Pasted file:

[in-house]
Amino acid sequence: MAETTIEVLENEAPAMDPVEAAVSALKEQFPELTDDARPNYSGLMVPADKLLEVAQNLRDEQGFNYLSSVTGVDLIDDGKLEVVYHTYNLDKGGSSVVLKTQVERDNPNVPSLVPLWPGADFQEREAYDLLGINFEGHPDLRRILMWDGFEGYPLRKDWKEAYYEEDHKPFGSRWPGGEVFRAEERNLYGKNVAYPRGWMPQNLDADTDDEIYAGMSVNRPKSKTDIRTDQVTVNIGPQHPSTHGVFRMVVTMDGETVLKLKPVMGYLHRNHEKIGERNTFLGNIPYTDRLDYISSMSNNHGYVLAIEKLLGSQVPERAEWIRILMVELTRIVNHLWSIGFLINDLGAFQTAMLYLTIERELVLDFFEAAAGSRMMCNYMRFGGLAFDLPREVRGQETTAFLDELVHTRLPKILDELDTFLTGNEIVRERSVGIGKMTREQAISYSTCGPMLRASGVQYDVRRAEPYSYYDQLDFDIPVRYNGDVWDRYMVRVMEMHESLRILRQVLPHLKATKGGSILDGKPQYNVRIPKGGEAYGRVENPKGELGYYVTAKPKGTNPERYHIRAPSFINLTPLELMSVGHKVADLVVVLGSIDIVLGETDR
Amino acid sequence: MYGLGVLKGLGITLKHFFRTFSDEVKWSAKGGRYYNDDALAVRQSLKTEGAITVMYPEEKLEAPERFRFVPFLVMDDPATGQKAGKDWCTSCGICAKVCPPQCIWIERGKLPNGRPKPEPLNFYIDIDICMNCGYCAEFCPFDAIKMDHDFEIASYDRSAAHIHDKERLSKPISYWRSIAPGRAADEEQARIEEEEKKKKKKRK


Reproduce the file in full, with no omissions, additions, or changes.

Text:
[in-house]
Amino acid sequence: MAETTIEVLENEAPAMDPVEAAVSALKEQFPELTDDARPNYSGLMVPADKLLEVAQNLRDEQGFNYLSSVTGVDLIDDGKLEVVYHTYNLDKGGSSVVLKTQVERDNPNVPSLVPLWPGADFQEREAYDLLGINFEGHPDLRRILMWDGFEGYPLRKDWKEAYYEEDHKPFGSRWPGGEVFRAEERNLYGKNVAYPRGWMPQNLDADTDDEIYAGMSVNRPKSKTDIRTDQVTVNIGPQHPSTHGVFRMVVTMDGETVLKLKPVMGYLHRNHEKIGERNTFLGNIPYTDRLDYISSMSNNHGYVLAIEKLLGSQVPERAEWIRILMVELTRIVNHLWSIGFLINDLGAFQTAMLYLTIERELVLDFFEAAAGSRMMCNYMRFGGLAFDLPREVRGQETTAFLDELVHTRLPKILDELDTFLTGNEIVRERSVGIGKMTREQAISYSTCGPMLRASGVQYDVRRAEPYSYYDQLDFDIPVRYNGDVWDRYMVRVMEMHESLRILRQVLPHLKATKGGSILDGKPQYNVRIPKGGEAYGRVENPKGELGYYVTAKPKGTNPERYHIRAPSFINLTPLELMSVGHKVADLVVVLGSIDIVLGETDR
Amino acid sequence: MYGLGVLKGLGITLKHFFRTFSDEVKWSAKGGRYYNDDALAVRQSLKTEGAITVMYPEEKLEAPERFRFVPFLVMDDPATGQKAGKDWCTSCGICAKVCPPQCIWIERGKLPNGRPKPEPLNFYIDIDICMNCGYCAEFCPFDAIKMDHDFEIASYDRSAAHIHDKERLSKPISYWRSIAPGRAADEEQARIEEEEKKKKKKRK